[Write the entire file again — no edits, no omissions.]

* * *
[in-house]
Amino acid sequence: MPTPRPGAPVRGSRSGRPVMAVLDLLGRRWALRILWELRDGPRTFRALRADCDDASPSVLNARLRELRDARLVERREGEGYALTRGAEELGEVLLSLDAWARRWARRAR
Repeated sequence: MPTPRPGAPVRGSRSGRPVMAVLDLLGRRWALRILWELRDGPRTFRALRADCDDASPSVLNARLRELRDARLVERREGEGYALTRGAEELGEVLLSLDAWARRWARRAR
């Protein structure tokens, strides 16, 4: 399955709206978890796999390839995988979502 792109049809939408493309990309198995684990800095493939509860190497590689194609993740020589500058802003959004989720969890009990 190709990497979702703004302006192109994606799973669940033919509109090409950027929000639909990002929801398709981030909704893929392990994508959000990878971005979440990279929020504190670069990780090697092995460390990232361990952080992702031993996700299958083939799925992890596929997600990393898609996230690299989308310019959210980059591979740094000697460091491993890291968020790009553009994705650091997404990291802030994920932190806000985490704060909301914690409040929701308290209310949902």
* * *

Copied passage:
[in-house]
Amino acid sequence: MPTPRPGAPVRGSRSGRPVMAVLDLLGRRWALRILWELRDGPRTFRALRADCDDASPSVLNARLRELRDARLVERREGEGYALTRGAEELGEVLLSLDAWARRWARRAR
Repeated sequence: MPTPRPGAPVRGSRSGRPVMAVLDLLGRRWALRILWELRDGPRTFRALRADCDDASPSVLNARLRELRDARLVERREGEGYALTRGAEELGEVLLSLDAWARRWARRAR
């Protein structure tokens, strides 16, 4: 399955709206978890796999390839995988979502 792109049809939408493309990309198995684990800095493939509860190497590689194609993740020589500058802003959004989720969890009990 190709990497979702703004302006192109994606799973669940033919509109090409950027929000639909990002929801398709981030909704893929392990994508959000990878971005979440990279929020504190670069990780090697092995460390990232361990952080992702031993996700299958083939799925992890596929997600990393898609996230690299989308310019959210980059591979740094000697460091491993890291968020790009553009994705650091997404990291802030994920932190806000985490704060909301914690409040929701308290209310949902």